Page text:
According to event organizers, The Cleaner Products Cleaner Future Summit is an “environmental stewardship conference” designed as an educational initiative.
“P&G Home Care is presenting the Cleaner Products Cleaner Future Summit to facilitate an open dialogue among relevant stakeholders on how brands can build even a greater trust through transparency and enable and inspire responsible consumption,” Martin Hettich, vice president, P&G North America Home Care, Cincinnati, told Happi in an interview. “We believe brands can have a positive impact and our goal is to use every opportunity we have—no matter how big or small—to set change in motion.
“While there isn’t a singular definition, the ‘clean’ movement embraces both natural and synthetic ingredients, putting the focus on safety over source and we couldn’t agree more. At P&G, we think a clean product is about the standards that go into making a product,” Hettich said.
After all, the cleaning products industry has a direct impact on the US economy totaling $59.1 billion, supporting 64,000 jobs and including $8.3 billion of labor compensation, according to a recent report released by the American Cleaning Institute (ACI).
“How the cleaning product supply chain communicates about their products and ingredients is a high priority, cross-cutting topic for ACI and its membership,” said Melissa Hockstad, ACI president and CEO, who moderated a discussion at the event on safer chemicals and ingredient transparency. “I appreciated the dynamic dialogue with this panel on transparency and how to effectively communicate meaningful information to consumers and stakeholders alike.”
The “Helping Consumers Make Better Choices” session was also a draw to summit guests. Moderated by Jim Jones, EVP, Household & Commercial Products Association, topics spanned from ingredient labels to the perception of preservatives.
“The customer is always right,” said Jones, “but one of the bigger challenges to the cleaning industry is the difficult phenomenon of consumer views of safety versus regulations.”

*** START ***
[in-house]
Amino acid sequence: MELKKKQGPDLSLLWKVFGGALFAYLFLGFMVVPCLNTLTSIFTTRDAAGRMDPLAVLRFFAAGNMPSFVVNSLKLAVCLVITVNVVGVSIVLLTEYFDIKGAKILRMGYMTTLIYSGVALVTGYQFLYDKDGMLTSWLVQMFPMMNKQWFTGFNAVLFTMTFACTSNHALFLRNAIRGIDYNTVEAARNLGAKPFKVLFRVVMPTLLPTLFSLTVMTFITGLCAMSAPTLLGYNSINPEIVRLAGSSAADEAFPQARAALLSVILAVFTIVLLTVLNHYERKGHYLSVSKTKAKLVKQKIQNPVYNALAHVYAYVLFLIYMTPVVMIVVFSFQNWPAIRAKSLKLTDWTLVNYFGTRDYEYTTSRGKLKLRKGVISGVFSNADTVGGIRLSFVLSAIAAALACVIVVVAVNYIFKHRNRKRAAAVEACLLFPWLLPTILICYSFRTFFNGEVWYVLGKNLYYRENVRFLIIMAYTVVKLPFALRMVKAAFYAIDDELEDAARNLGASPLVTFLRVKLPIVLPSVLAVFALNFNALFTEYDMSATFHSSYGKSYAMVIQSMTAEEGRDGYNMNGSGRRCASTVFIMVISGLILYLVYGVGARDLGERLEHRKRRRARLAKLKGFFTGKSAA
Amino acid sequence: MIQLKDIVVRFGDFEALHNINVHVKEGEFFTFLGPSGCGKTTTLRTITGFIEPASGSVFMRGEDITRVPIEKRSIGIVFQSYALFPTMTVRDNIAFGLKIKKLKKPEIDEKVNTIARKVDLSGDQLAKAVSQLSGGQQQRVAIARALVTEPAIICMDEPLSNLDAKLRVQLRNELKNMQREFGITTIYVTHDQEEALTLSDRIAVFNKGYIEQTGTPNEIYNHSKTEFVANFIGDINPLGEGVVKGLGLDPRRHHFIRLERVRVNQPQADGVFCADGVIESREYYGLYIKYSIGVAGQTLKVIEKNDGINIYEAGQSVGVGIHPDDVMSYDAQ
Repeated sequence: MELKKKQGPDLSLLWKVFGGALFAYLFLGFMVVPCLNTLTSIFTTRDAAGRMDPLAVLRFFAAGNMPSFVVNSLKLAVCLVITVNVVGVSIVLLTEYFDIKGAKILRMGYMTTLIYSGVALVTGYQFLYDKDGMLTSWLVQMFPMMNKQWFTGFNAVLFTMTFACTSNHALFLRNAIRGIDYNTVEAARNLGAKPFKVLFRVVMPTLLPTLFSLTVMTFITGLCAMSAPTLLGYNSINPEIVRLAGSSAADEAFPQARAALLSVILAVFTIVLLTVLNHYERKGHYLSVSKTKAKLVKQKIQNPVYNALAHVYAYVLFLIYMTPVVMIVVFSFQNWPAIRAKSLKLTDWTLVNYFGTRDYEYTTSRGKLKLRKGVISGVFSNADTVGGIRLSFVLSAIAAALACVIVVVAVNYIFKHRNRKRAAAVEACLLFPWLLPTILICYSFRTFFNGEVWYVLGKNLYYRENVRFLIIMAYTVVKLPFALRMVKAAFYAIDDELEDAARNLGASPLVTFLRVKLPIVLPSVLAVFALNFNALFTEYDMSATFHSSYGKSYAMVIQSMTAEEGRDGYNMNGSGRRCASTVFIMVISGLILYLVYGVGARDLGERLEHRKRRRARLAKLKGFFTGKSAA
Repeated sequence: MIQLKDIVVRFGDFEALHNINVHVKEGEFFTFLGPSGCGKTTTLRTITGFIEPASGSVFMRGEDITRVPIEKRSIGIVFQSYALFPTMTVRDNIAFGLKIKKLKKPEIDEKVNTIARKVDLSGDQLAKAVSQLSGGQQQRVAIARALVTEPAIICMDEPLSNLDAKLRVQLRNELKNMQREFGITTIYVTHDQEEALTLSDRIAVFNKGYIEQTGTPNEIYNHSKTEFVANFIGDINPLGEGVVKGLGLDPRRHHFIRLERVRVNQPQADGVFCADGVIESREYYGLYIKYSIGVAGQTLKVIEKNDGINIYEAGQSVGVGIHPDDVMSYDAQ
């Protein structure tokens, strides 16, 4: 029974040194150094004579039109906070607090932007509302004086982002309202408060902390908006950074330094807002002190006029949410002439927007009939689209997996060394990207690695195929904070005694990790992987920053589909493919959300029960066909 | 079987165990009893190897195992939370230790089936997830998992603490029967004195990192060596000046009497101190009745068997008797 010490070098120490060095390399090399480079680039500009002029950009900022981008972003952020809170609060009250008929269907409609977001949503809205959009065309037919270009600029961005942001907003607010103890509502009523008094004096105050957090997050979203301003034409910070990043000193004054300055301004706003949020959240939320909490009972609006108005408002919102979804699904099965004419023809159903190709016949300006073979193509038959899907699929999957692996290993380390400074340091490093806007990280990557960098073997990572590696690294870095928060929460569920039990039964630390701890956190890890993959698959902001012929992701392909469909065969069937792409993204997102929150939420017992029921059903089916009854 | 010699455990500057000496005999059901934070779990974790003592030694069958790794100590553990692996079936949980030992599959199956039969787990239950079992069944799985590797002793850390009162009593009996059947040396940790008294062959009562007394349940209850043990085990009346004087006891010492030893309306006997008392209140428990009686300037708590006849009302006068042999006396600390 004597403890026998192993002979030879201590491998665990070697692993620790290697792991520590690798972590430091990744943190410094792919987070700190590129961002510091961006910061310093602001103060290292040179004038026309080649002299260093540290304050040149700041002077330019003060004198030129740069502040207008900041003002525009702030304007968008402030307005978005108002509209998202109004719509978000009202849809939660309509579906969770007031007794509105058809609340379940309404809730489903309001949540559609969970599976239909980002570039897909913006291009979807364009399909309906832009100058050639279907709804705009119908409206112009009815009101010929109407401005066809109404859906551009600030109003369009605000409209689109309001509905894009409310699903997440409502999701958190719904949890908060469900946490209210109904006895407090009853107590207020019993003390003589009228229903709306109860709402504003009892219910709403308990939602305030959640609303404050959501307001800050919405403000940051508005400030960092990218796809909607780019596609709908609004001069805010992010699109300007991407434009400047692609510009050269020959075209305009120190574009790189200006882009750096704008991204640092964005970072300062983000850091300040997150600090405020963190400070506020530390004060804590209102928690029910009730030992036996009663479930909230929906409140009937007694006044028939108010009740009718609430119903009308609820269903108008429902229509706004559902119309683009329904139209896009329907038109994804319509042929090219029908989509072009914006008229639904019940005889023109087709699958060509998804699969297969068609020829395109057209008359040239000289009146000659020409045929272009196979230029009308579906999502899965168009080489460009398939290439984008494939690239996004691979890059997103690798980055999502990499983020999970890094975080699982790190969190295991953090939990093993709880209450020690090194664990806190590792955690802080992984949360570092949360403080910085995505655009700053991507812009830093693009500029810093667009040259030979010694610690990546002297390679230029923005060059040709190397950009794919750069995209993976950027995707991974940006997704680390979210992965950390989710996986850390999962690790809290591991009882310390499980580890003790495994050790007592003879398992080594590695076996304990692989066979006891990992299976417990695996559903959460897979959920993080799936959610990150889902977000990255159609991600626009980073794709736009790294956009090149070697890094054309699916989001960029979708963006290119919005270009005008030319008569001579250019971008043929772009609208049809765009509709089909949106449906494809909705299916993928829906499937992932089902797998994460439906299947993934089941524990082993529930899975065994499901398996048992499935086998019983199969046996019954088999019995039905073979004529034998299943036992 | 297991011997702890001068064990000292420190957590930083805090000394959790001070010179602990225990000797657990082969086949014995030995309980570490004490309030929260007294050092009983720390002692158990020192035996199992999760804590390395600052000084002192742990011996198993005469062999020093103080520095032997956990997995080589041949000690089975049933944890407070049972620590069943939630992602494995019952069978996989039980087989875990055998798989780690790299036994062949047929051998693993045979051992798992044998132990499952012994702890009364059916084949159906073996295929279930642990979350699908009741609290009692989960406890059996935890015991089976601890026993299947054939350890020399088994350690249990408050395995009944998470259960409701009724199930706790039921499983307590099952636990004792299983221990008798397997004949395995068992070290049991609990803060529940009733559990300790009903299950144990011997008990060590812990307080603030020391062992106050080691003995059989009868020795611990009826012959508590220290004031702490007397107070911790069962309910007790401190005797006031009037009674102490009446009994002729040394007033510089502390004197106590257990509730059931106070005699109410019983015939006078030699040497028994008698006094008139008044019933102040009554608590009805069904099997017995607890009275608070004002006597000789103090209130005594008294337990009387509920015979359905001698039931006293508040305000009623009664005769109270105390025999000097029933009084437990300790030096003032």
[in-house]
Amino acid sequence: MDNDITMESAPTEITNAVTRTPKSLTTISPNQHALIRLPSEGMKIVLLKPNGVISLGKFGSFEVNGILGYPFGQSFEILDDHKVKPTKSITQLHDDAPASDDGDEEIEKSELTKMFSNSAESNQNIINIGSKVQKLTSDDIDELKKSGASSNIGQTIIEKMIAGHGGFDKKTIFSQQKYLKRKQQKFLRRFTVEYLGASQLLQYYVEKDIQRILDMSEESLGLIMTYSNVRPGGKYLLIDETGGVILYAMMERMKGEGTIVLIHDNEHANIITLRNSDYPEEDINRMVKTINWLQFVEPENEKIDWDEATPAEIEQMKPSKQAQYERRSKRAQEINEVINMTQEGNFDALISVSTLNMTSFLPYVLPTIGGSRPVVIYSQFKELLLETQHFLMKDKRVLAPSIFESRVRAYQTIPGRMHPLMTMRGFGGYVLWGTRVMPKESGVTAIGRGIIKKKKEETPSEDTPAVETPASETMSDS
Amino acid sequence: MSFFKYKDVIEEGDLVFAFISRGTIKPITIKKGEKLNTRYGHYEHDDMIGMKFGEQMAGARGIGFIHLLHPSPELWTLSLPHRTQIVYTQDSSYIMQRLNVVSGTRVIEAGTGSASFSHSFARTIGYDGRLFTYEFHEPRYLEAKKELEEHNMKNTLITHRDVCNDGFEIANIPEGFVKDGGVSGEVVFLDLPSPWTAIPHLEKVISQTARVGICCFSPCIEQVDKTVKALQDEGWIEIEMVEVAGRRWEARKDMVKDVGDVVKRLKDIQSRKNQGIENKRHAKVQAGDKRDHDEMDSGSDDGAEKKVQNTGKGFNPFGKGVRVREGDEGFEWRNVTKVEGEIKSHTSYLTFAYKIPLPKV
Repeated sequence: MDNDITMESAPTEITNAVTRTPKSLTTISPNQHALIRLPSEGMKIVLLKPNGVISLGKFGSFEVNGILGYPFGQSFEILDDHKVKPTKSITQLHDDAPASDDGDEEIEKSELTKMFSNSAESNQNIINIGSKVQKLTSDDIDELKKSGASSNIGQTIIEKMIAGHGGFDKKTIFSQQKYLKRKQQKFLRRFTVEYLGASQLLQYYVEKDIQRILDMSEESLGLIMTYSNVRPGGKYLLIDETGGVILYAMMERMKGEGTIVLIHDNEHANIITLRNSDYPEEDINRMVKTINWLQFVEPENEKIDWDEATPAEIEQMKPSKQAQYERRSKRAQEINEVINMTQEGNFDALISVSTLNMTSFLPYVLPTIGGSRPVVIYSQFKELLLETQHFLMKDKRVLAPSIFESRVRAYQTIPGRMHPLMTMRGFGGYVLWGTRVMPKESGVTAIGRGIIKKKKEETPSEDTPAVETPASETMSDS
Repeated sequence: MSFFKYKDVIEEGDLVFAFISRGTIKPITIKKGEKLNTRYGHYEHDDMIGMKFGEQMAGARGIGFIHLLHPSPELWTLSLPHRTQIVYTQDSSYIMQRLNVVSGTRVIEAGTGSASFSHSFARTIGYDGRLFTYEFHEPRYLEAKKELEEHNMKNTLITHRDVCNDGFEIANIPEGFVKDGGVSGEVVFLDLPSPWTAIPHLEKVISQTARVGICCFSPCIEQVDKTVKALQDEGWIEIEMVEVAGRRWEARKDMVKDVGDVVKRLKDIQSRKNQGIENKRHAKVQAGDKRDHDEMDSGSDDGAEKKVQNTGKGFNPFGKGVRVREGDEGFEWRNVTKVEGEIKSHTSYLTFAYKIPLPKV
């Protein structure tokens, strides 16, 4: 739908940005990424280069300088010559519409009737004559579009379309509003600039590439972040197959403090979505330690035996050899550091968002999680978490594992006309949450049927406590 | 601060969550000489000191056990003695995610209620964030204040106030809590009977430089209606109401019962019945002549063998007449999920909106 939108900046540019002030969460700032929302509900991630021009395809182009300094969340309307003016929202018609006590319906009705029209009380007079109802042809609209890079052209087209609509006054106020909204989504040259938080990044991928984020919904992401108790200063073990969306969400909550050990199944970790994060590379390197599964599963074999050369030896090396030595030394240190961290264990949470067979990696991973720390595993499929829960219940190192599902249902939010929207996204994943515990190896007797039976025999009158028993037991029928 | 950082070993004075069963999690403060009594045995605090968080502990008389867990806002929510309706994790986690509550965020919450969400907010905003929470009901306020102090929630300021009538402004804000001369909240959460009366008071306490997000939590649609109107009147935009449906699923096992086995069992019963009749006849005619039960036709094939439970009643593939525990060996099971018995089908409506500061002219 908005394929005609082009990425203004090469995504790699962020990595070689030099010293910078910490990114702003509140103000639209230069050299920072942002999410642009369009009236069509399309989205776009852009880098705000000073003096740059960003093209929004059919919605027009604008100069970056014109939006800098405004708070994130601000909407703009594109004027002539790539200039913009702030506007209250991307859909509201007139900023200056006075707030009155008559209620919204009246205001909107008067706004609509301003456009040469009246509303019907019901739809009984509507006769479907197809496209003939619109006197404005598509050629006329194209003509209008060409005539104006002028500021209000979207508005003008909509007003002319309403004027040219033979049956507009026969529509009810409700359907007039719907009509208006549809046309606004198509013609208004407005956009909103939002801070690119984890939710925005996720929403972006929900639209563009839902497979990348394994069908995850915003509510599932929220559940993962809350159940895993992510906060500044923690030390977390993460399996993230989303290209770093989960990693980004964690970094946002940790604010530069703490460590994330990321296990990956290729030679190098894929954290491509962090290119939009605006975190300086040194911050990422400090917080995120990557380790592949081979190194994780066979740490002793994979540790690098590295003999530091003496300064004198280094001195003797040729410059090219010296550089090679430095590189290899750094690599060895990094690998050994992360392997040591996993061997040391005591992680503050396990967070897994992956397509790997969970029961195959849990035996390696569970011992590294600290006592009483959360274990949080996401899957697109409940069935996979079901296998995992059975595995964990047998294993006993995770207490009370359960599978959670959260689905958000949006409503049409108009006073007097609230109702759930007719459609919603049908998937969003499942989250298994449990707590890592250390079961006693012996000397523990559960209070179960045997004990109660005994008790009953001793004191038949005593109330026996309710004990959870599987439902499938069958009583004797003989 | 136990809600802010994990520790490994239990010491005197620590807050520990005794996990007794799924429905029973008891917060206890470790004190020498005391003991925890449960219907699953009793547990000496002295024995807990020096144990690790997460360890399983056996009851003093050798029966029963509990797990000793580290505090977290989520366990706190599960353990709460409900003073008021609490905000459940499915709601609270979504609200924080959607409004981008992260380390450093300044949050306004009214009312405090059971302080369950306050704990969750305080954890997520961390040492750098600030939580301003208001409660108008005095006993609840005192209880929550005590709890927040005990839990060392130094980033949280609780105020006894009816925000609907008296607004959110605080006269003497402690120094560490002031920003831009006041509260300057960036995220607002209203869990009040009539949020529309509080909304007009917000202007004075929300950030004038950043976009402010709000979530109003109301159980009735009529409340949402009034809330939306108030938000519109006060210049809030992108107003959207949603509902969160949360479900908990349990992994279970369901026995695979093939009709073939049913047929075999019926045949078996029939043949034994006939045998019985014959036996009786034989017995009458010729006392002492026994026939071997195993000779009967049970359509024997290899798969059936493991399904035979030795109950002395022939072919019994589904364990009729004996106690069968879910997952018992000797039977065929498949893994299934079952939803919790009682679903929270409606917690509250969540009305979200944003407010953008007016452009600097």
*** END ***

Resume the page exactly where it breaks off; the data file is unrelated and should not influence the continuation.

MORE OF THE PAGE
For example, household care companies need simplicity as consumers are bombarded with messages, noted Susan McPherson, founder and CEO of communications consultancy firm McPherson Strategies, who served on the panel.
“Then you add the complexities of chemistry. We have to break product information down to its most elemental form,” she insisted.
Meghan Stasz, vice president of packaging and sustainability of the Grocery Manufacturers Association, which represents companies such as P&G, added that consumers are not a monolith.
“We need to reach out to all segments,” said Stasz. “The Smart Label initiative where information is offered digitally is a good start.”
Going grassroots is also another way to impact the industry. Just ask Danny Meyer, founder of popular restaurant chain Shake Shack, who took time to sit with Hettich to chat about his company’s success.
“If you do the right thing, you get copycats,” said Meyer, who was at the forefront of the national initiative to swap out plastic straws for alternative beverage vehicles. “Also, the tribe where you work is very important. Everyone in a business together should share the same values.”
A highlight in the afternoon portion of the event was Lucy Shea, CEO of Futerra, a global sustainability change agency based in London. Her presentation drew from Futerra’s Honest Product Guide, developed in partnership with the Consumer Goods Forum.
“Consumers aren’t interested in transparency. They want honesty and they want it at the product level. The new high growth ‘honest brands’ are proving the commercial upside of honest messaging,” Shea said. “Honest products can help build a more human connection between the products that people buy and the people who make them.”